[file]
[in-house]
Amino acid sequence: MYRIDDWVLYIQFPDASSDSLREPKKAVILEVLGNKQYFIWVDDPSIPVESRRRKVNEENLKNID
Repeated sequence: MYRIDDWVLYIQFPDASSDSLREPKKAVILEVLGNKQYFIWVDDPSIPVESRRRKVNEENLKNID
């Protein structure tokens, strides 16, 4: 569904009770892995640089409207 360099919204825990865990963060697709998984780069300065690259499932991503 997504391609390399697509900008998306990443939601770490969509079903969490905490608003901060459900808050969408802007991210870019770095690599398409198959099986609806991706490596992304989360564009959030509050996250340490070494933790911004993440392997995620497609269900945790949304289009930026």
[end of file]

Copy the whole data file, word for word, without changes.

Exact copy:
[in-house]
Amino acid sequence: MYRIDDWVLYIQFPDASSDSLREPKKAVILEVLGNKQYFIWVDDPSIPVESRRRKVNEENLKNID
Repeated sequence: MYRIDDWVLYIQFPDASSDSLREPKKAVILEVLGNKQYFIWVDDPSIPVESRRRKVNEENLKNID
């Protein structure tokens, strides 16, 4: 569904009770892995640089409207 360099919204825990865990963060697709998984780069300065690259499932991503 997504391609390399697509900008998306990443939601770490969509079903969490905490608003901060459900808050969408802007991210870019770095690599398409198959099986609806991706490596992304989360564009959030509050996250340490070494933790911004993440392997995620497609269900945790949304289009930026």